Depopulation operations

The use of water-based foam is considered an appropriate method for depopulation of floor-reared poultry (ie broiler chickens and turkeys) in accord with USDA-APHIS performance standards (USDA-APHIS Performance Standards for the Use of Water-Based Foam as a Method of Mass Depopulation of Domestic Poultry). This is directly taken from The American Veterinarian Medical Association recommendations of use of water-based foam found at

While it may be obvious to the fire services, it might not be so obvious to the poultry industry that foam production is an organic capability of the fire service of every community. Either direct pump injection or in-line hose induction of water-based foam exist in virtually every community in the world and is a critical operational capability required in a depopulation effort. It would be wise for fire services to visit poultry producers in their local area and do the preplanning necessary to produce the required volume of foam necessary to depopulate the average poultry house in the community which the fire department serves.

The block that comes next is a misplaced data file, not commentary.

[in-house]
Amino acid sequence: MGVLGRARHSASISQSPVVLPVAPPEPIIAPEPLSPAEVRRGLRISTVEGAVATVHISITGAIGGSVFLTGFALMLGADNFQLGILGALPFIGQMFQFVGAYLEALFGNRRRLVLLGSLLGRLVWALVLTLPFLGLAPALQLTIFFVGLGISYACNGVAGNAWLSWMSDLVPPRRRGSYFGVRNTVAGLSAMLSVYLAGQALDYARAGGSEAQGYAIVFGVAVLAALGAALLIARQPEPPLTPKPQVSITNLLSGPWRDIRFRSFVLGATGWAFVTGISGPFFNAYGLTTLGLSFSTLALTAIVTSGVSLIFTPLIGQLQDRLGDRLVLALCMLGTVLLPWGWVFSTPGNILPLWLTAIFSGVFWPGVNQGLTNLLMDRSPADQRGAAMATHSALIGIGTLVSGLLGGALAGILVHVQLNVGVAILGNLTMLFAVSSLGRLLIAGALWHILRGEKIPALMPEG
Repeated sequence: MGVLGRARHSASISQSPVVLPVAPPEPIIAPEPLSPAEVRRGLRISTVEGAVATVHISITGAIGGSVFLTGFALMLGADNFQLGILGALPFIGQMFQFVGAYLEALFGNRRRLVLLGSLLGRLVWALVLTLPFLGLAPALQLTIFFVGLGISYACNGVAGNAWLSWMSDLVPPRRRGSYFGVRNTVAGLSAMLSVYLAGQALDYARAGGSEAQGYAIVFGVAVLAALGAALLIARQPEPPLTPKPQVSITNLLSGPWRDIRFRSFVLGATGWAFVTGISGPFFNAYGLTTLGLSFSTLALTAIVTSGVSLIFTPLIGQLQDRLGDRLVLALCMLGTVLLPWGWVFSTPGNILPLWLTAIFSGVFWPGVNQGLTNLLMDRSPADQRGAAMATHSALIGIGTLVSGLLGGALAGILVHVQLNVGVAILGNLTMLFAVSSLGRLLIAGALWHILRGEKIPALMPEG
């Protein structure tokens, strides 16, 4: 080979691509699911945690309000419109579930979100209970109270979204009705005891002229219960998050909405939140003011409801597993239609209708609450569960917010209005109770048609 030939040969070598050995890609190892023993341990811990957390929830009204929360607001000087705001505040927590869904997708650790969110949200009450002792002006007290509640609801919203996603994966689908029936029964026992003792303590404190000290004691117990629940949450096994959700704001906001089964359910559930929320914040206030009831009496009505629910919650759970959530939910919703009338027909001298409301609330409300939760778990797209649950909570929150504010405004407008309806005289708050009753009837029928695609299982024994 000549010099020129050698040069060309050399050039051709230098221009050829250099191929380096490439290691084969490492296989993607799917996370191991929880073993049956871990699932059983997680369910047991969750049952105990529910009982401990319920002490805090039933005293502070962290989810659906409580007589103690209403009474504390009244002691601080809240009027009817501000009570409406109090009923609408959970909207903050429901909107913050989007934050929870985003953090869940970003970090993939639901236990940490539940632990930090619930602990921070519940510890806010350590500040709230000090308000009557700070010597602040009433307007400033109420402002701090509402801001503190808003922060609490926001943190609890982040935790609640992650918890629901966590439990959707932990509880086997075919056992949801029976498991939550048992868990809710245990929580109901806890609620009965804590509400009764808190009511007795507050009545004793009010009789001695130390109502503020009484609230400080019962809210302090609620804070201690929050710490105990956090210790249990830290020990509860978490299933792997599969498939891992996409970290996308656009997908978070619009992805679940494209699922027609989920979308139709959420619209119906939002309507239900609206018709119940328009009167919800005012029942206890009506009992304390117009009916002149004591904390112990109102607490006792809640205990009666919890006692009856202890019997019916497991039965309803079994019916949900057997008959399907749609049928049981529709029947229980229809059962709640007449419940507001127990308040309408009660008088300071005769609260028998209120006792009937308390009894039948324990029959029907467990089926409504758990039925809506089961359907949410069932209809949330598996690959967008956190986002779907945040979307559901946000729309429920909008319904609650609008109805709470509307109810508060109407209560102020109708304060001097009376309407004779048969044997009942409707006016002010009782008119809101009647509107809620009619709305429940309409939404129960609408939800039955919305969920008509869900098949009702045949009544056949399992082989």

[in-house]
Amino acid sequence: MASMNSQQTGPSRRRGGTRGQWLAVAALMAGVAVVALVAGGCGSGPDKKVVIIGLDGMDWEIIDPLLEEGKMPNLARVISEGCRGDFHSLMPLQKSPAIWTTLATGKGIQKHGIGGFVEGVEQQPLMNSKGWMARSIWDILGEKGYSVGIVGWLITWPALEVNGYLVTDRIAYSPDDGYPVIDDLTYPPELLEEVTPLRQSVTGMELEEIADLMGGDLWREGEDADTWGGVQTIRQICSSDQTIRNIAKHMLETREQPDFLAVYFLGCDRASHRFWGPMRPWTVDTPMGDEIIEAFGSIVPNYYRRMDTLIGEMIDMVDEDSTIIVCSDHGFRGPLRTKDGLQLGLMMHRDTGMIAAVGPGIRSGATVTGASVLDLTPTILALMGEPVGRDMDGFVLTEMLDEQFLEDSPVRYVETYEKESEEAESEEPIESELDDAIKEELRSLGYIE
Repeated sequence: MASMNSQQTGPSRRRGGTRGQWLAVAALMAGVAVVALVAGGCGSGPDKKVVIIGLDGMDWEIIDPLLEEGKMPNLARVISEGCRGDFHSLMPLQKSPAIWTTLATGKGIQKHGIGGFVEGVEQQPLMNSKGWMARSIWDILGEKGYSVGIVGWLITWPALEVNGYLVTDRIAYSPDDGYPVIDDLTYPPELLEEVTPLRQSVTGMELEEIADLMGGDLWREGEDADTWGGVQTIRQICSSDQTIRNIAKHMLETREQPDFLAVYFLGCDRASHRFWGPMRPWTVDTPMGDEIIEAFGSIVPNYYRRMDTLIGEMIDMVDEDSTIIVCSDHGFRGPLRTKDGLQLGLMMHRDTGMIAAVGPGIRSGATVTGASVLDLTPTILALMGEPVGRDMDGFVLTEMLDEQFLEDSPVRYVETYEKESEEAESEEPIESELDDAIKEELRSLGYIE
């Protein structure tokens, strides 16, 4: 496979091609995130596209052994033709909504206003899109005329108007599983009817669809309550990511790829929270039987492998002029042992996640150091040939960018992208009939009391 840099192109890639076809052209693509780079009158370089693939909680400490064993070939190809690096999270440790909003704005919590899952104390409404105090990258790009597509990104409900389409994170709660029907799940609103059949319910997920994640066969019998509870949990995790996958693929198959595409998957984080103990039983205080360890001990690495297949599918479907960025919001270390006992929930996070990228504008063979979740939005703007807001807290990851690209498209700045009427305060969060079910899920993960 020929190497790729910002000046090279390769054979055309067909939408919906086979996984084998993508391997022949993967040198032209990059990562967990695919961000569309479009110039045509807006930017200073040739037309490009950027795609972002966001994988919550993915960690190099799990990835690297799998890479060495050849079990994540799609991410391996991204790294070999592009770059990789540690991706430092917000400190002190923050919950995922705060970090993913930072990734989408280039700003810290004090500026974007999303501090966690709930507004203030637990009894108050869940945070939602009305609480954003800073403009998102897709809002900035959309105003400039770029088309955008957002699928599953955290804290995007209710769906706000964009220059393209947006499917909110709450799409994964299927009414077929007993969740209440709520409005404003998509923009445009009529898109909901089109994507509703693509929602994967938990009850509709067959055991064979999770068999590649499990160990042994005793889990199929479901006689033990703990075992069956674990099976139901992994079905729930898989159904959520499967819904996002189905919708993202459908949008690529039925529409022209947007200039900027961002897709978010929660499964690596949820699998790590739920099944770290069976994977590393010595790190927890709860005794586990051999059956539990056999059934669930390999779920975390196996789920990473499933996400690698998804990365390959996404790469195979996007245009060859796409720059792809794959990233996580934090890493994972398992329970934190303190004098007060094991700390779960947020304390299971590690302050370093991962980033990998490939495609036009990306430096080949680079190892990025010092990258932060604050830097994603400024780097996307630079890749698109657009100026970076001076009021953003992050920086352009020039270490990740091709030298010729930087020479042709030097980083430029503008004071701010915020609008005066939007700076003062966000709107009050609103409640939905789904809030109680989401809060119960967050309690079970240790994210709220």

Production of required volumes of foam requires a large water source. As seen in the recent HPAI outbreak, some poultry premises are removed from reliable water sources. Therefore, the ability to identify and transport and store water may be needed. Using tankers, portable water tanks, shuttling pumpers, and other types of water tender within the fire service would expedite response efforts and cut response costs.

The Incident Command System (ICS)

The ICS is so natural to the fire service that we sometimes forget the veterinary profession and the average worker in the poultry industry may not even have the most rudimentary understanding of the concept. An AI incident in your area will be classed as a large-scale disaster. It may be hard to imagine the confluence of federal, state, and local officials at a local farm, but it will happen and it will require every organisation involved to effectively function within this incident command system.